Did Xbox Kill the Pay TV Industry Yesterday?
At its E3 keynote, Microsoft announced significant content deals for Xbox Live customers, including much more sports.
During its E3 keynote address yesterday, Microsoft announced major new streaming video content offerings for the Xbox 360. Did it, as some pundits have suggested, kill the cable and satellite TV industries? Maybe, but it'll be a slow death.
The Xbox 360 is already the leading living room broadband device. Microsoft notes that it has 47 percent of the console market in the United States, has sold 67 million Xbox 360s worldwide, and currently counts over 40 million Xbox Live members. Compare that to Sony PlayStation 3 sales of around 64 million worldwide. Non-gaming devices don't even come close; the Apple TV, with 2nd and 3rd generation sales totaling about 5 million, leads the pack.
Soon the Xbox 360 will deliver even more sports content to viewers. At E3, Microsoft announced greatly increased sports options during its keynote, thanks to a partnership with ESPN. Xbox viewers will soon gain full access to multiple ESPN channels, including ESPN, ESPN 2, ESPN 3, and ESPN U. The deal includes Sportscenter and Monday Night Football.
There's more sports than just ESPN. Microsoft will also provide access to about 2,400 NBA games and more than 40 NHL games per week. And there's more to the announcement than just sports, as Microsoft announced content deals with over 35 content providers, including Nickelodeon, Comedy Central, Univision, and Machinima.
It's a major step, since access to live programming is one of the reasons people stay with pay TV services, and sports content is one of the few things people prefer to watch live. The move makes pay channels less necessary, while playing to the Xbox's core demo of younger males.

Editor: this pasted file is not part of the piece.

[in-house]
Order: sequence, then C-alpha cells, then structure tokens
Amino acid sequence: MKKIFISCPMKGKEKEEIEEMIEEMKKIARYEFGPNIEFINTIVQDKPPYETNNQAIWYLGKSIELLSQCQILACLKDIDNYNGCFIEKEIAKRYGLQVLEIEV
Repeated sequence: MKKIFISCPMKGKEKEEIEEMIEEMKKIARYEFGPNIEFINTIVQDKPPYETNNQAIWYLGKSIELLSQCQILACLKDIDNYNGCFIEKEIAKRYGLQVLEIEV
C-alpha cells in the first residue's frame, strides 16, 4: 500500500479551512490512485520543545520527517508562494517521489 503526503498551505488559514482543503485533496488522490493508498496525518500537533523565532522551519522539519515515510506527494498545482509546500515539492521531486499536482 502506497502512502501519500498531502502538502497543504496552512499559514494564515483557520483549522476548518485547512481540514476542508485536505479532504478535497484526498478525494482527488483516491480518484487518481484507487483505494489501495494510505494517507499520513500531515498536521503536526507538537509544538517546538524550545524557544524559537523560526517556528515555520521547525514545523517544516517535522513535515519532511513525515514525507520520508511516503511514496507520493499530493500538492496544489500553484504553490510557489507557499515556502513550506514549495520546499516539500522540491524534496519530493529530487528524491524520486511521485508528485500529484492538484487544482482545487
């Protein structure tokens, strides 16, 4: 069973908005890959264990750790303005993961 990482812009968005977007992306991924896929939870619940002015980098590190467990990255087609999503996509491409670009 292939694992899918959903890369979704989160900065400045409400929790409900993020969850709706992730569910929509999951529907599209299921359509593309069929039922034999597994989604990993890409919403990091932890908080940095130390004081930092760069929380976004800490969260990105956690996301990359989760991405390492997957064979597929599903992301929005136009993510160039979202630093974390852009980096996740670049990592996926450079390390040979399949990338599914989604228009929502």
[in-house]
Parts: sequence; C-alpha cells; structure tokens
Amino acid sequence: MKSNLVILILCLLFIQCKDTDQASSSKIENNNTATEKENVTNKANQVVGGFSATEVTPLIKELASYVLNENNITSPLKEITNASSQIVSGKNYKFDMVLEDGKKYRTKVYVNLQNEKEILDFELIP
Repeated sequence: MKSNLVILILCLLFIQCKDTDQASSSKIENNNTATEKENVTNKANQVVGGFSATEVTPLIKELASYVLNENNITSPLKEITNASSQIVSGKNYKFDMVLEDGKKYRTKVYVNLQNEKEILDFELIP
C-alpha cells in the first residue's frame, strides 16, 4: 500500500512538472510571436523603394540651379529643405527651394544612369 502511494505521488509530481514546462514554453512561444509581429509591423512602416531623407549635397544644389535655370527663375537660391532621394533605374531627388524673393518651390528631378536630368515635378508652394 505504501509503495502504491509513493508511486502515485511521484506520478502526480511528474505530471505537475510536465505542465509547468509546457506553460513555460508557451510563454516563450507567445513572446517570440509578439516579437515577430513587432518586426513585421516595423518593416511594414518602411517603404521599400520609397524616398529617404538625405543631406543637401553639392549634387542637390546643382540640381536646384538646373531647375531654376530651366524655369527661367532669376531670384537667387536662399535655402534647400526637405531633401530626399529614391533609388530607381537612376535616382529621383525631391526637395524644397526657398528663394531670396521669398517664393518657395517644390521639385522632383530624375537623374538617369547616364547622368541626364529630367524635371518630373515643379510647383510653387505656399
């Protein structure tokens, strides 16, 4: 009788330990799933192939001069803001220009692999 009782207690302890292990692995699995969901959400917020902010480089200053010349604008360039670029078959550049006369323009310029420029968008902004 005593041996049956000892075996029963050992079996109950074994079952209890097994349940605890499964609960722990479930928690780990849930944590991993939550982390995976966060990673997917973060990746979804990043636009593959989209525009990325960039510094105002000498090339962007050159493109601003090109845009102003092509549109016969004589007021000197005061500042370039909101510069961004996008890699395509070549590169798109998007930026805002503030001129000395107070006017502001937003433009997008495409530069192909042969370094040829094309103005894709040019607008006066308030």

Microsoft's relationship with ESPN seems to be building, by the way. The big news from Microsoft's Advertising Digital Showcase in April was that ESPN is now an Xbox Live advertising partner, and that advertisers can now purchase 15- or 30-second spots on Xbox Live TV apps, which now include ESPN placement.
The E3 content announcements didn't stop at video: Microsoft gave a preview of its Xbox Music service, which will launch on the Xbox, Windows 8, and Windows phones. The service will offer a library of over 30 million tracks, the Zune Smart DJ feature, and a social component to connect with friends. Microsoft didn't say if the service will be available on other devices. It will launch later this year, but Microsoft didn't say exactly when.
Game consoles are the Trojan Horses of the streaming media industry, entering the living room as gaming devices but providing access to streaming movies, TV shows, and music, as well. It's hardly going out on a limb to say that the growth of the game consoles will be tied to a slow decline in the pay TV industry. It won't happen overnight and it won't happen for every customer. Despite much hand-wringing about cord-cutters, research has shown that most people are happy with their pay TV services and like the ease of standard delivery.
However, the greater threat to the pay TV industry are the "cord-nevers," young people who have grown up streaming their favorite videos and like it that way. Cord-nevers have gone through college streaming video and they don't see the need for a big monthly cable or satellite bill after they graduate. For them, the increase in Xbox Live content will be most welcome. It shouldn't take long for the pay TV industry to feel the effects.
Xbox 360 owners now spend more time enjoying streaming media than playing online video games.
Rather than presenting new online series, Microsoft showed how advertisers could create custom experiences.
For anyone who wants to know how the leading set-top boxes and game consoles compare, this free chart has the answers.